The Politics of Radical Black Subjectivity by bell hooks (from Yearning: Race, Gender, and Cultural Politics, Chapter 2, pp. 15-22)
Nine Black Artists and Cultural Leaders on Seeing and Being Seen: Amy Sherald, Michael R. Jackson and others discuss the challenges and opportunities of cultivating black audiences and dismantling historically white institution.
White Savior: The Movie Trailer (Late Night with Seth Meyers video) (5:51)
March 5: Cultural Appropriation
What is Cultural Appropriation? by Ijeoma Oluo (Chapter 10 from So You Want to Talk About Race)
Watch This Documentary on Braids and Appropriation in America | ELLE (20 minute video)
We Need to Talk About Digital Blackface in Reaction GIFs by LAUREN MICHELE JACKSON
What is Cultural Appropriation? (Video)
7 Myths about Cultural Appropriation DEBUNKED! | Decoded | MTV News
March 12: Museums Are Not Neutral
The Problem with Museums (Video)
March 19: The Black Horizon: Black Womxn, Sex & Power
Constructing Radical Black Female Subjectivities: Survival Pimping in Austin Clarke's The Polished Hoe by Jennifer Thorington Springer (PDF 23 pages)
Selling Hot Pussy: Representations of Black Female Sexualtiy in the Cultural Marketplace by bell hooks (PDF Chapter 4 from Black Looks pp. 61-77)
WAP: the summer smash hit that exposed the fear of sexually liberated black women by Michell Chresfield
Against the Grain: Black Women and Sexuality by Desiree Lewis 9 (PDF 24 pages)
Zanele Muholi – ‘In My World, Every Human is Beautiful’ | Tate (video)
March 26, 2021—Racism & Travel
What Was It Like to Travel While Black During Jim Crow? | 360 Video | Op-Docs (20:08)
The real story of the Green Book (Video 4:16)
2020 Is the Summer of the Road Trip. Unless You’re Black, by Tariro Mzezewa
Freedom Riders (Video 1:52:28)
Evita Robinson: Reclaiming the globe (Video 6:37)
April 9: Radical Self-Care & Loving Blackness
We need more 'trauma-free Blackness.' Here's a start, by John Blake (CNN article)
Loving Blackness as Political Resistance by bell hooks (Chapter 1 from Black Looks pp. 9-20)
RADICAL SELF CARE: NONA HENDRYX (Video)
RADICAL SELF CARE: TERENCE NANCE (Video)
Nina Simone: That Blackness (Video)
Beyoncé, Blue Ivy, SAINt JHN, WizKid - BROWN SKIN GIRL (Official Video)
Fall 2020 Reading Lists
Week 1: October 2, 2020—Misogynoir
End Adultification Bias (Full Version) (video)
The Uses of Anger by Audre Lorde (essay)
The Master’s Tools Will Never Dismantle the Master’s House (pdf) by Audre Lorde (essay)
How to Be an Anti-Racist: Chapter 14: Gender by Ibram X. Kendi
M4BL: End of the War on Black Women (website)
Doreen Garner Sculpts Our Trauma | Art21 "New York Close Up" (video)
The problem with celebrating the 19th Amendment: Opinion by Treva B. Lindsey (article)
Ida B. Wells | The Vote | American Experience | PBS (video)
Week 2: October 16, 2020—Reparations
The Case for Reparations by Ta-Nehisi Coates (The Atlantic article)
What is Owed by Nikole Hannah-Jones (NYT article)
We May Be the First People to Receive Reparations for Slavery | NYT Opinion (NYT video)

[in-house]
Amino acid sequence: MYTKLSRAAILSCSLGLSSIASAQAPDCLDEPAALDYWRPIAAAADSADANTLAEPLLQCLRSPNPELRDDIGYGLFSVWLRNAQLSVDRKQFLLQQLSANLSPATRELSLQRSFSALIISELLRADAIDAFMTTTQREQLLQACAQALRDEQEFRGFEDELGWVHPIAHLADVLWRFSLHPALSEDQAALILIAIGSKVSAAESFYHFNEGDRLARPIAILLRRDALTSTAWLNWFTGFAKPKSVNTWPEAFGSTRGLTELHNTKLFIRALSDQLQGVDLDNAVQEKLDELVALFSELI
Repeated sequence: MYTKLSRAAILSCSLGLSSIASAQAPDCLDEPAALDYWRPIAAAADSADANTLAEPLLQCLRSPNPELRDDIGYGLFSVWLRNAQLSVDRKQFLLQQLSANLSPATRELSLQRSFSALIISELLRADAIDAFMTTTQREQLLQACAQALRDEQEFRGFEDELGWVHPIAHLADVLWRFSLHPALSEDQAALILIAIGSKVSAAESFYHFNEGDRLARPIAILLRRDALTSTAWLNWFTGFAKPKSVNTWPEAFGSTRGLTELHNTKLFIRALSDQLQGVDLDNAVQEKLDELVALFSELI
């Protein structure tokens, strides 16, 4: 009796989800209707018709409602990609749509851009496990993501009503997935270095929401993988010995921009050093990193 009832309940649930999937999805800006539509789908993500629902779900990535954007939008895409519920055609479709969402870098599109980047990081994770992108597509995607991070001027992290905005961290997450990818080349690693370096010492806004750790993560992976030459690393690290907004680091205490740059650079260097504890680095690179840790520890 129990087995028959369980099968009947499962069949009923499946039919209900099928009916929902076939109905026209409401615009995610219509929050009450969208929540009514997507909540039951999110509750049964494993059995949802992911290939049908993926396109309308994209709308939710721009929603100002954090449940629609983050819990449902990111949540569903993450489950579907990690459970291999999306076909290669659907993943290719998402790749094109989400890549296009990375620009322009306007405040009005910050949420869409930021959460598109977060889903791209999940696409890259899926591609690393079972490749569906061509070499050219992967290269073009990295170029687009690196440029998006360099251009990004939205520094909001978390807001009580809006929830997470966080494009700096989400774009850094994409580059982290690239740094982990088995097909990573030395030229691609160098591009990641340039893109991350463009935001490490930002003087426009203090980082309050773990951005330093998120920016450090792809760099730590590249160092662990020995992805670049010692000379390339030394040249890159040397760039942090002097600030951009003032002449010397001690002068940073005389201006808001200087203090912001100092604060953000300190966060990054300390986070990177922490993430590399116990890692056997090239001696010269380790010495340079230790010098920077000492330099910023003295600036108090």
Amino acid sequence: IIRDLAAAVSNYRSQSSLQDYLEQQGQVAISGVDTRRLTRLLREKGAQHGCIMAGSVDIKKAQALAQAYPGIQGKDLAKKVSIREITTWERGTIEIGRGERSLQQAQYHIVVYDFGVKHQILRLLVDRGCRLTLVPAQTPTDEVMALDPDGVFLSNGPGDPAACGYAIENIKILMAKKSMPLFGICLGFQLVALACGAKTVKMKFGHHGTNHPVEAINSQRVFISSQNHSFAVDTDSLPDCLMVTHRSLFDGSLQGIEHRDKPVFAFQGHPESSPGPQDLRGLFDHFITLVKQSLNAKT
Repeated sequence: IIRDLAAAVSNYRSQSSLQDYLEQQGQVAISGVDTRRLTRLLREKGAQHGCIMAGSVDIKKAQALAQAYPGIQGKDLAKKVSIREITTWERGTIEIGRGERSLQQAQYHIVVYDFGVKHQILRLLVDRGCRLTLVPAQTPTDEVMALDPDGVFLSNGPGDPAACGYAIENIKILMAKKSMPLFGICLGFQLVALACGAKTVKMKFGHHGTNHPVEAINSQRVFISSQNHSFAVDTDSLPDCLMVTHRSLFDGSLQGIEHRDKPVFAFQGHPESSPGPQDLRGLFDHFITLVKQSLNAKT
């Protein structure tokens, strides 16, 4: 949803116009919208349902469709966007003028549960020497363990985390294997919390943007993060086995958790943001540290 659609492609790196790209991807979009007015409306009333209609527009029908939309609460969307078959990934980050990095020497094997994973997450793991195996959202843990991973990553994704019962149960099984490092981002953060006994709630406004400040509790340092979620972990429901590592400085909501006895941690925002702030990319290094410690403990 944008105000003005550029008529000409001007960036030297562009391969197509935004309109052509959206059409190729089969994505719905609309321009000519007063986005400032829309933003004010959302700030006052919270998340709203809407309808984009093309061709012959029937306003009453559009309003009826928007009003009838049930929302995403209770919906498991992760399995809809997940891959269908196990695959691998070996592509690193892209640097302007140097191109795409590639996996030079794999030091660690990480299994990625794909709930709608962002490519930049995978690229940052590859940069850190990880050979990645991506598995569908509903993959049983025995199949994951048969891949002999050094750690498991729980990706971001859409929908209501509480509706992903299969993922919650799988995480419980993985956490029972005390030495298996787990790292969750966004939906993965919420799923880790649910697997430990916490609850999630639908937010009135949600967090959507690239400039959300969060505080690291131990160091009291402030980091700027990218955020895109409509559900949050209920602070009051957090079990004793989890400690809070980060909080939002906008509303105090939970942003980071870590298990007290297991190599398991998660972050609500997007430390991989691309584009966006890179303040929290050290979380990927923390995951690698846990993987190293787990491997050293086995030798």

Slavery reparations bill debated in US House hearing (The Guardian video)
‘Stain of slavery’: Congress debates reparations to atone for America's original sin (The Guardian article with video)
North Carolina City Will Give Reparations to Black Residents | NowThis (video)
How Reparations Could Fix The Racial Wealth Gap In America | NBC News NOW (video)
Six questions about slavery reparations, answered (CNN article)
Week 3: October 23, 2020—Afrofuturism, Otherwise Worlds, and Freedom Dreaming
Why should you read sci-fi superstar Octavia E. Butler? - Ayana Jamieson and Moya Bailey (video)
Excerpt: "Emergent Strategies" - adrienne maree brown (video)
Sci-Fi Digital Series “Afrofuturism” Sun Ra Part 1 | DUST (video)
Afrofuturism Explained: Not Just Black Sci-Fi | Inverse (video)
Otherwise, Ferguson by Ashon Crawley (essay)
Against the Normative World by Sofia Samatar (interview)
NOTES TOWARD A THEORY OF QUANTUM BLACKNESS by SOFIA SAMATAR (poem)
Freedom Dreaming: A Call to Imagine by Sarah Branch, Downtown Brooklyn Arts Management Fellow
Week 4: October 30, 2020—Race and Disability
Intersectionality & Disability, ft Keri Gray, the Keri Gray Group #DisabilityDemandsJustice (video)
#RaceAnd: Kay Ulanday Barrett (video)
Week 5: November 6, 2020—Education as Liberation: Anti-Racist Pedagogy
Pedagogy of the Oppressed: Chapter 2—Paulo Friere (full text)
bell hooks on interlocking systems of domination (4 min video)
Creating Inclusive Classrooms (Mason Website)
“Education Liberates” featuring bell hooks and Bettina Love (1 hr, 30 min video)
Week 6: November 13, 2020— Black Trans Lives Matter
Black Trans* Lives Matter | D-L Stewart | TEDxCSU
Democracy Now (video)
Week 7: November 20, 2020— Black Joy, Self Care & Healing from Racial Trauma
How racism makes us sick | David R. Williams
Racism at My Job Literally Gave Me PTSD by Erika Stallings
Audre Lorde reads Uses of the Erotic: The Erotic As Power (FULL Updated)
- Black Lives Matter Films (Film at Mason/VFS)
- An Interview with the Founders of Black Lives Matter
- With Friends Like These - "White Fragility 101" (Podcast)
- White Privilege: Unpacking the Invisible Knapsack by Peggy McIntosh
- Welcome to Racial Equity Tools
- MPD150: A People's Project Evaluating Policing
- Do the Work: An Anti-Racist Reading List
- White Fragility Mixtape
- Decolonize Your Syllabus
- If you’re planning to take part in protests, know your rights. Read this.
- Covering by Kenji Yoshino
- Addressing Micro-Aggression in the Workplace - Featuring Lenora Billings-Harris (video)
- “What the Police Really Believe” by Zack Beauchamp
- Theater Resource: Alternative Canon to 1945
- Theater Resource: School of Theater’s List of Books